Tuesday, June 07, 2005

Acheivement and Acheivers

I had one of those "durrr" moments this weekend. Well, actually, I had a LOT of them, but I'd like to talk about one in particular.

It's one of those things that you suddenly realize, then go, "Well, duh, everyone knows that," then you start to THINK about it. I think most of the stupidity in the world is caused by not extrapolating what you know ACROSS TIME.

Here's the simple thing I realized: People who are doing well don't much care to change the world, save in controlled increments. They do pretty well by the world. People who AREN'T doing well WANT to shake the world and turn it upside-down, because the world is screwing them. An increment isn't a big enough change.

Well, duh, right? Everybody knows that. It's why nothing important ever changes - the people in charge shell out good money to STAY in charge, and the only changes are from their attempts to weasel into gaining more power.

Occasionally you'll get an outlier - Gandhi, for instance, or someone who feels the overwhelming urge to take over the world even though they already own a big chunk of it. But these are rare, and are probably just different angles on the same basic philosophy.

So, why don't people acknowledge this?

I mean, look at the obvious results when you apply this over a changing situation. A company is founded. It competes its hardest - it wants to shake up the industry, because that is really its only hope for success. Usually, it either dies or becomes successful.

After it becomes successful, it stops innovating, stops TRYING. Suddenly, all it has to do is 'well enough', and the only changes it looks for are small ones which consolidate or further its power.

This is UNIVERSAL. ALL companies follow this basic path. PEOPLE follow this path, too.

You'll find a lot of people who are not satisfied with the way things are going. They really want to change the world. Whether they want to become a world-renowned lawyer, or want to be the baddest gang leader in town, or want to convince the government to treat people better. It's all the same basic concept: they want to shake the world, to turn the world upside-down.

This is because they are on the bottom. (Or they have a lot of free time, which in many ways amounts to the same thing.)

What happens once they start to succeed? What happens when you find you've got supporters and a good chunk of change? You've suddenly got a good thing going. Your urge to change the world fades, because the world is treating you well.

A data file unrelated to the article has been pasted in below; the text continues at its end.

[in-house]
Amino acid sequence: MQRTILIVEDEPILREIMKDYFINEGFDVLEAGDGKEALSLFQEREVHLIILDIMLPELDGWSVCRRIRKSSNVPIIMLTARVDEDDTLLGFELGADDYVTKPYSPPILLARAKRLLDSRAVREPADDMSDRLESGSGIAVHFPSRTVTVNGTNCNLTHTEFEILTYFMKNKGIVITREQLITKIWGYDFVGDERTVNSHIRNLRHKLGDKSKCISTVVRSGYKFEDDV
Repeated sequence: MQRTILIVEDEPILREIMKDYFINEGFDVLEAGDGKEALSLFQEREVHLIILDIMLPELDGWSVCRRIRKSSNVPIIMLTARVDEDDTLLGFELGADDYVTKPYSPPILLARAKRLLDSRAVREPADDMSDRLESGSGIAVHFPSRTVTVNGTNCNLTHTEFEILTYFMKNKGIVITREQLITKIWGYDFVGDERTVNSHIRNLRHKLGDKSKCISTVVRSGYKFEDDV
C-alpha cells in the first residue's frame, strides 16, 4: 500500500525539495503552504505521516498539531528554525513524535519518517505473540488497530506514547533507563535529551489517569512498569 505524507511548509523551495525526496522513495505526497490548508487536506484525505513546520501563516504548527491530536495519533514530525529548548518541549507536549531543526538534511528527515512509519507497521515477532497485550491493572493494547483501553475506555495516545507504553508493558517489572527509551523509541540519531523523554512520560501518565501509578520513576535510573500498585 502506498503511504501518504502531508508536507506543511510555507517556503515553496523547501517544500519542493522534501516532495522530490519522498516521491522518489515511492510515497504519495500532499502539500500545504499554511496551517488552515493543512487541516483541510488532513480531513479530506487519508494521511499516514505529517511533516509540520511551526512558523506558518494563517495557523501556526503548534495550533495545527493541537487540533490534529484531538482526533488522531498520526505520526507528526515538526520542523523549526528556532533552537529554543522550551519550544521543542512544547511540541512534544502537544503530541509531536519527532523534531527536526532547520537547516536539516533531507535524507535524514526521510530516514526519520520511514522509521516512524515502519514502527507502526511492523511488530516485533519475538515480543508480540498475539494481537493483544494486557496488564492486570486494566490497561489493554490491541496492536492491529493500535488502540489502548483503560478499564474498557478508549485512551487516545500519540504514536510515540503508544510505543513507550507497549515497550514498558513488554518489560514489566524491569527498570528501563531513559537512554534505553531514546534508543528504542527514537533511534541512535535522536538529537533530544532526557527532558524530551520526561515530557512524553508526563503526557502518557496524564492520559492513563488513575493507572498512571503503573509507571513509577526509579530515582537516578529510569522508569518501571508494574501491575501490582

In essence, the more people and money you throw at trying to change the world, the less chance that you will succeed.

This sounds really out there, doesn't it? Kind of counter-intuitive, almost assuming that humans are nothing but self-serving automitons. Well, that's not really true - but we are ADAPTIVE CREATURES. Once you're on top of the thing you were trying to change, you can no longer SEE the bottom.

I think this is why Gandhi did so well, why Martin Luthor King, Jr. did so well - these people lived among their folk, insisted on living AS their folk. Because of this, even when they were beloved, even when they had power, they were still immersed in the bottom tier. They couldn't adapt to their new situation fully, because their new situation was superimposed on their OLD situation.

But people with less socially immersize ideals - people who want to go into space, people who want to revolutionize data management, people who want to provide health care - they don't (or can't) stay immersed in their original environment.

As soon as they get a little successful, their ideals begin to fade - and continue to fade as they get more successful. They can still be good people, but they simply aren't exposed to the thing they tried so hard to fix.

Before you dismiss this idea, think about it. Think about how we throw billions of dollars into helping people, but nobody's situation improves. Think about any successful people you know - they probably still have the fire and personality they had before they became successful, but do they still have the idealistic drive?

I don't know ANY successful people who actually TRY to shake the world. I know some that try to change it - but only by degrees. They set such limited limits.

Right now, I want to shake the world. I'm on the bottom: I'm getting paid a tiny amount to do monkey-work, I don't know very many people here, I live in a studio, I get very little respect, and I certainly don't have much money.

With that urge inside me, I am accomplishing quite a bit. Games, software, art, writing - whether or not it is good, it is better than what I produced while I was relaxing in college.

I only realized this because I was treated so well this past weekend. I could FEEL my urge to shake the world dwindle. Perversely, when I realized this, it grew stronger, but the core idea remains.

What would happen if I got a good job? Would I lose my idealistic drive to shake the world? I think so, almost certainly. If that's the case, do I WANT a good job? Is this where fear of success comes from?

It bears thinking about, and I'm sure I'll post other, related posts.

By the way, if you ever get the chance, the restaurant "ABBA" on Cape Code has tuna steak well worth the price you pay. Make sure to order it rare. Yyyyum.

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